Topsail Island towns launch plan to reduce plastic pollution

Debris from a destroyed wharf, including polystyrene, is carried aboard a boat after being picked up by a cleanup crew.  Photo: North Carolina Coastal Federation/Joe Huie
Debris from a destroyed wharf, including polystyrene, is carried aboard a boat after being picked up by a cleanup crew. Photo: North Carolina Coastal Federation/Joe Huie

TOPSAIL ISLAND – An island-wide initiative to reduce plastic waste is gaining momentum as Topsail’s three beach towns consider banning a type of material used to make floating docks.

Topsail Beach is leading the charge by passing an ordinance that would ban the use of non-encapsulated polystyrene in repairs and construction of new docks.

City commissioners recently gave trustees the go-ahead to create a draft ordinance for the board to consider adopting at its April meeting.

Surf City and North Topsail Beach are set to follow suit in what would be a major step in an island-wide waste reduction campaign that aims, in part, to promote plastic waste reduction by local businesses.

If approved, the ordinance would be the first in North Carolina banning the use of non-encapsulated polystyrene in docks, Topsail Beach Mayor Steve Smith said.

Polystyrene is a plastic used in the manufacture of various consumer products such as polystyrene food packaging and coolers. When not encapsulated, polystyrene can break down with weathering, scattering clumps and small fragments into waterways and shorelines. The material can degrade into microplastic, which can easily be ingested by wildlife.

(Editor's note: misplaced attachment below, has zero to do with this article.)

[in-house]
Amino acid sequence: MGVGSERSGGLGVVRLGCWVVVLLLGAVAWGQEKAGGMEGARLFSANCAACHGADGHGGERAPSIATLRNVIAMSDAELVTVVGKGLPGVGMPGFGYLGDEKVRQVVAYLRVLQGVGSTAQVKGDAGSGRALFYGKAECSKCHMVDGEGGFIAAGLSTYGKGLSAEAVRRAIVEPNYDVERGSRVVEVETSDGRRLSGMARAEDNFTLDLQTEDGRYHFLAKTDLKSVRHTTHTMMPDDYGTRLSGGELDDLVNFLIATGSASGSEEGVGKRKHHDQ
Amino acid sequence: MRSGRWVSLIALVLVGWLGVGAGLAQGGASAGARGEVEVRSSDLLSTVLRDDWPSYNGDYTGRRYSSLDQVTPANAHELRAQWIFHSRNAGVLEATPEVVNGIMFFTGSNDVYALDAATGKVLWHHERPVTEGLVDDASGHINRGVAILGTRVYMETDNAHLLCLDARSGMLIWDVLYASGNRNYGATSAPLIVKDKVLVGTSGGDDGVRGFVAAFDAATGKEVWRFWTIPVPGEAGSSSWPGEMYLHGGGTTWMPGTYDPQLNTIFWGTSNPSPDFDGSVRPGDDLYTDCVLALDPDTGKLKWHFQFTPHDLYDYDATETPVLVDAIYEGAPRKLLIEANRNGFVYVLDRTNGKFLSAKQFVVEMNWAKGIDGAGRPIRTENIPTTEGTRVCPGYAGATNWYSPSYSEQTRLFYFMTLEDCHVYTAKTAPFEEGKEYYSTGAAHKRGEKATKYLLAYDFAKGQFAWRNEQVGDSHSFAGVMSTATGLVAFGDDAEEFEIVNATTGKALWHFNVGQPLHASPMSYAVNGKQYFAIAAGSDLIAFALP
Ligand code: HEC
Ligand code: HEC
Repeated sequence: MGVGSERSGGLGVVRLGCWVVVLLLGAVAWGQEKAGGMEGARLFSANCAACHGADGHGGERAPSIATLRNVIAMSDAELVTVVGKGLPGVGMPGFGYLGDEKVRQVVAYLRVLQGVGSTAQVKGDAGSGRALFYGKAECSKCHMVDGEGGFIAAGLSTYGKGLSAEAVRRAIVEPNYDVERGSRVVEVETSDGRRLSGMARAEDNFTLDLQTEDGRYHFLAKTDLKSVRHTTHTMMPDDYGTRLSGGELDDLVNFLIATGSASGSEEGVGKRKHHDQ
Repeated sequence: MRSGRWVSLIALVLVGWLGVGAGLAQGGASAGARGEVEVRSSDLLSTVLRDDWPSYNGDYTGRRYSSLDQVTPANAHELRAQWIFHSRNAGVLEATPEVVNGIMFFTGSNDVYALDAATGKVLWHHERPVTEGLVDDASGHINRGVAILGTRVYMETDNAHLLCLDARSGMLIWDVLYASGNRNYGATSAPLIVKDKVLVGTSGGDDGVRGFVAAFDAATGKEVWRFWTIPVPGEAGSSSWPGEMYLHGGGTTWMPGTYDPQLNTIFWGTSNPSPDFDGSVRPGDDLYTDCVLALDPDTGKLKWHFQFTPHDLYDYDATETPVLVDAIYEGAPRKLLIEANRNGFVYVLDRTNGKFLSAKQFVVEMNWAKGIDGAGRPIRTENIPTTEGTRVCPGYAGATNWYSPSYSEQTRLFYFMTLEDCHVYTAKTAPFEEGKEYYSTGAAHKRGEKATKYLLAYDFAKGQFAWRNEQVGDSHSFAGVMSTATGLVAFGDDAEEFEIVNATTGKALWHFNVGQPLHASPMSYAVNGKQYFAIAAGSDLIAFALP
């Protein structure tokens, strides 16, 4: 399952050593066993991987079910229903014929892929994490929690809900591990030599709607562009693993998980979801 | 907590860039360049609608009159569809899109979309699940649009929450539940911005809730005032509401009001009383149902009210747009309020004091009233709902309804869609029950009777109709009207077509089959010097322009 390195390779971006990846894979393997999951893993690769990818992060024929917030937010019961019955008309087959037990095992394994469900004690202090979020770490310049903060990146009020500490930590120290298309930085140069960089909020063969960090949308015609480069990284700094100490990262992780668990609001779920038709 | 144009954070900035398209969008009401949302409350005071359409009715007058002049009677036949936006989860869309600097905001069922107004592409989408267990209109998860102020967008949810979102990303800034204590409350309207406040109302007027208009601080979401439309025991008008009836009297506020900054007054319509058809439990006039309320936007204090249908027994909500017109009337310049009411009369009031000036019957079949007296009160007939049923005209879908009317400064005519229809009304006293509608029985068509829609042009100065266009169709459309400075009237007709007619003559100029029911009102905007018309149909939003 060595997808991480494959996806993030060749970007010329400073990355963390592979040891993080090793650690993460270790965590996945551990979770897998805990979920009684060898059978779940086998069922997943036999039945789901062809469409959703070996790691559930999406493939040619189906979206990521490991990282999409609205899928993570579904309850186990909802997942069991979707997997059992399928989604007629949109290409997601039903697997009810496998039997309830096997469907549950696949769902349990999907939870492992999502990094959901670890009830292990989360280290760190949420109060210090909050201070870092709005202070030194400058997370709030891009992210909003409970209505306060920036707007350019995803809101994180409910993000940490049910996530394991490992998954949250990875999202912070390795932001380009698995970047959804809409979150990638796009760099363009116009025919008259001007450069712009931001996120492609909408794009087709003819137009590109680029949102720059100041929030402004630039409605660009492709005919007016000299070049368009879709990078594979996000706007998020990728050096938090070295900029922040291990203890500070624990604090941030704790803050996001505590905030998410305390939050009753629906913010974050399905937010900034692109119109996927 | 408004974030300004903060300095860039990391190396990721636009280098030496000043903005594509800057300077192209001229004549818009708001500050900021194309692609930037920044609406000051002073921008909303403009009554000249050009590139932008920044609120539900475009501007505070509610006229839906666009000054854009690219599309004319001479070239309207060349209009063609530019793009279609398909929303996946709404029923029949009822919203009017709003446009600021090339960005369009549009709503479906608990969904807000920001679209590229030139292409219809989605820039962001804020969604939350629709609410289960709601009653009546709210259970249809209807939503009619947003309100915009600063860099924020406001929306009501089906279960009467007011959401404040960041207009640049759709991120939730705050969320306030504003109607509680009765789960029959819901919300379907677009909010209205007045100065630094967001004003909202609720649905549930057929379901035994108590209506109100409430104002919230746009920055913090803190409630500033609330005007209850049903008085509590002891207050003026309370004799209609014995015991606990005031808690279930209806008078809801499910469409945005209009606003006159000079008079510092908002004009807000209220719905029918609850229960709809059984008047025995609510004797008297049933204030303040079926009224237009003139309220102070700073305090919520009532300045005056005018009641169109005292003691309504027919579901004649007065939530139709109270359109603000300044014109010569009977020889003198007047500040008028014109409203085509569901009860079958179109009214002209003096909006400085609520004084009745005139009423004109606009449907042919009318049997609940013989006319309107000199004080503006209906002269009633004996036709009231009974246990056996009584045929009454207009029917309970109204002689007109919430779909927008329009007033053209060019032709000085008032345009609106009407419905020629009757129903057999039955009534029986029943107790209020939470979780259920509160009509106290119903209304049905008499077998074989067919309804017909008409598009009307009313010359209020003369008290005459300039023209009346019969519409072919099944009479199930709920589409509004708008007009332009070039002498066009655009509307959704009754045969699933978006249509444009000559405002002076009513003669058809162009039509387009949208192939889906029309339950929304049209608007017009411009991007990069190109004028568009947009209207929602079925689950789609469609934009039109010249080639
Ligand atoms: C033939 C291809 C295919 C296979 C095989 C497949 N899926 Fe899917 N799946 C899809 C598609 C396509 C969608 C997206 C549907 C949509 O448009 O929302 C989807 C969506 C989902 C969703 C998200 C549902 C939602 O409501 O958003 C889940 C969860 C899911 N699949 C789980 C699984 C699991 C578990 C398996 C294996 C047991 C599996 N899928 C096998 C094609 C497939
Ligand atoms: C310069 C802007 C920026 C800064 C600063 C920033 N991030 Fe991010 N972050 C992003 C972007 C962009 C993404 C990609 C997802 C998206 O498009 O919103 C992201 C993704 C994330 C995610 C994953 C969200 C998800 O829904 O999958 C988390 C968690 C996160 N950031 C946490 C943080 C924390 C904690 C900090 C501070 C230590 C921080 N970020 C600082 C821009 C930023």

“There’s no way this can be cleaned up,” said Kerri Allen, coastal advocate and southeast regional director of the North Carolina Coastal Federation’s Wilmington office.

Since 2019, Coastal Federation-led crews have removed more than 2 million pounds of marine debris, including abandoned boats, storm-damaged docks and homes, fishing gear, poorly managed construction sites, plastics in sewage and stormwater discharges, and litter from coastal estuaries. and along the North Carolina coast.

Three-to-four-man teams continue to pick up an average of 2 tons of debris a day, Allen said.

About 75-80% of this comes from docks, piers, gazebos and other waterfront structures.

be able to choose

In 2020, the Coastal Federation launched the NC Marine Debris Action Plan in partnership with community groups, government agencies and universities, to clean up clutter and promote building codes for structures such as docks to reduce post-hurricane debris and other coastal storms.

“As coastal landowners, anyone who owns a wharf or a pier, you really have the opportunity to choose a strong contractor who selects these best management practices,” Allen said.

The majority of microplastics recovered from beaches are polystyrene beads, she said. Next month, the Coastal Federation will launch a program where volunteers from North Topsail Beach in Onslow County to Sunset Beach in Brunswick County will collect microplastics from the beach.

Topsail Beach commissioners at their March 9 meeting discussed what they would like to see in a draft ordinance, which would require new docks to be constructed of encapsulated polystyrene. Older storm-damaged docks that contain unencapsulated polystyrene should be repaired with encapsulated materials.

A property owner must obtain a municipal permit to build a wharf or pier.

Smith noted that most contractors are now using encapsulated polystyrene, “but the unencapsulated is still available so we want to make sure that as we move forward the unencapsulated isn’t used.”